Scandal in the LA City Council highlights racial tensions and predicts possible upsets in the upcoming midterm election.

After a recording of racist comments by the former LA City Council President Nury Martinez was leaked, racially charged turmoil has been growing. This disturbance has created uncertainty about the fast-approaching midterm elections and about which candidates could possibly remedy the revealed corruption from inside the City Council.


A Quick Timeline:

Oct 9 — The leaked recording was of a meeting between former LA City Council President Nury Martinez, Councilmembers Gil Cedillo, Kevin de León and L.A. County Federation of Labor President Ron Herrera.

In the meeting, they discussed several issues, and at one point, Martinez commented on another council member’s son, who is Black, as his “accessory” and compared the son’s behavior to a “parece changuito,” or “little monkey.” She also made racist comments toward Oaxacan immigrants in Koreatown, calling them “short little dark people,” according to NPR.

Oct 12 — Nury Martinez stepped down from her position as city council president. However, protests still disrupted the council meeting held later on that day, chanting for her resignation. Later that day, Martinez announced her resignation, saying in a statement, “It is with a broken heart that I resign my seat for Council District 6, the community I grew up in and my home,” according to NPR

Councilmembers Gil Cedillo and Kevin de León have both continued to stay on the council, despite protests for their resignation also. They each have issued statements; León stating that “the comments were inappropriate” and Cedillo apologizing for not stepping up in the moment to hold the others accountable, according to AP News.

Following Martinez’s resignation, Mitch O’Farrell became the acting council president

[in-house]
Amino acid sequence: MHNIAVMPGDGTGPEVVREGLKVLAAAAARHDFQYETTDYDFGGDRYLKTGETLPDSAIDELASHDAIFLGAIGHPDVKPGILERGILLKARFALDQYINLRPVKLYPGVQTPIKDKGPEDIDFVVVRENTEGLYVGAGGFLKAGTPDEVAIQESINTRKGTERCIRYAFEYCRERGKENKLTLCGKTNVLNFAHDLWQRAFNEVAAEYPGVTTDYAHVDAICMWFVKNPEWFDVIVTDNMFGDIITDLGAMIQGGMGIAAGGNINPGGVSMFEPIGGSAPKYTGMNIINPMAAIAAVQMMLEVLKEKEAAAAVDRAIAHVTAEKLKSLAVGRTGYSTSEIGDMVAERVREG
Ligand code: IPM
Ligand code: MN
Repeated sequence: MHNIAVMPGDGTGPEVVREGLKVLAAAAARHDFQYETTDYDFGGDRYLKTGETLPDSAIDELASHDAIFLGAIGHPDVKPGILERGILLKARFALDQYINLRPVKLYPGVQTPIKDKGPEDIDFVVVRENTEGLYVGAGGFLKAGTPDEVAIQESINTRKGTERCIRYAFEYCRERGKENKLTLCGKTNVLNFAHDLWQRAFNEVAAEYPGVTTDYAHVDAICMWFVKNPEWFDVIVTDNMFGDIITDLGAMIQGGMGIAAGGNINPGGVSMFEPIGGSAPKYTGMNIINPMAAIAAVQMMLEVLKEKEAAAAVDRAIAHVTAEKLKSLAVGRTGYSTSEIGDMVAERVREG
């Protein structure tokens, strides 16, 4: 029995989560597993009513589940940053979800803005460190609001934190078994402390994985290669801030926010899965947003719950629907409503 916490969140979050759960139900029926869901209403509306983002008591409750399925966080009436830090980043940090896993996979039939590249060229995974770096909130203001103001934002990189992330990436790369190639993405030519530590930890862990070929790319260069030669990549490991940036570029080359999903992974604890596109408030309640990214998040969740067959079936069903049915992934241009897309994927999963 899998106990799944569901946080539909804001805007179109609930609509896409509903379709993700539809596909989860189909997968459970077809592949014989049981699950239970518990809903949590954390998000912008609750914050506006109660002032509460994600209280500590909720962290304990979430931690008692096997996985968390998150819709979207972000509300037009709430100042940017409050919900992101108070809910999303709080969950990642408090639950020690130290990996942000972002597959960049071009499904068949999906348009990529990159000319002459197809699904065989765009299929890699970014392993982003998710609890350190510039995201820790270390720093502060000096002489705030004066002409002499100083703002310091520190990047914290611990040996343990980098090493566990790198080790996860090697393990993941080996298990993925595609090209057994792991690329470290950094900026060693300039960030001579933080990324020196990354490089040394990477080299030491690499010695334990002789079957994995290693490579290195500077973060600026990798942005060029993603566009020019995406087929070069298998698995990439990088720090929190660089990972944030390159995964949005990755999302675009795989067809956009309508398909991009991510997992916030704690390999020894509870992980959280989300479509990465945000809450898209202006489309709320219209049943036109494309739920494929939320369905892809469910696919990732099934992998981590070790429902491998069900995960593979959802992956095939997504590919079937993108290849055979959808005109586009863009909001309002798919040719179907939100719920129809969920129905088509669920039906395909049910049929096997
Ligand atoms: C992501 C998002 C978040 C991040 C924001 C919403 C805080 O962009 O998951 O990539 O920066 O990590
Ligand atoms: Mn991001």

Oct 17Mitch O’Farrell, the acting council president, stripped both Cedillo and De León of their regular committees and assignments in an attempt to put pressure on them to resign. He did re-assign them to a different committee; however, it is one that rarely meets and is not involved in any major decision making. Each of them had been on high ranking committees before this, “Cedillo chairing the Housing Committee and De Leon chairing the Homelessness and Poverty Committee,” according to NPR.



Currently, not much in the situation has changed but the fallout has revealed the racial tensions in LA’s population and political power system that have been a problem for longer than this single occurrence. 

There is a long history of racial tension in LA; The Watts riots in 1965, the beating of Rodney King by white police officers and recently, the Black Lives Matter protests. 

After the recording was released, the executive publisher of the Los Angeles Sentinel, Danny J. Bakewell, Sr., commented to AP News, “To discover that these conversations are a part of the dialogue of the very people entrusted to lead the city of Los Angeles and to realize that there is a plot amongst them to minimize the voice and political power of the Black community makes it even more reprehensible.” The Sentinel is a Black-run newspaper.

However, there has also been a large amount of cooperation among the different races represented in LA, which shows up all the way back to the 1930s. 

This cooperation can be seen now in the representation of many racial group leaders all speaking out against the words of Martinez and the other council members, calling for their resignations. Talking with AP News, vice president of the Latino Vote Initiative for UnidosUS, Clarissa Martinez said that “our community was deeply offended by the racist and dehumanizing comments made by those four Los Angeles elected and appointed officials.”

Beyond racial tensions, this scandal has also impacted another issue: the upcoming midterm election. 

According to the LA Times, the news outlet that broke the story of the leaked recording, residents of LA have long been dissatisfied with its leadership in regards to issues such as homelessness, crime and corruption. 

While many of the city council members are already Democrats, a further left wing group has seen an opportunity in this recent scandal to push their movement even further. This means that, according to “close watchers of LA politics … anti-establishment candidates are more likely to benefit. Those insurgents largely occupy the leftmost edge of the political spectrum.”

None of the council members involved in the scandal will be on the ballot in the upcoming election. However, their influence as being more aligned with established candidates will have an influence on voter perspectives.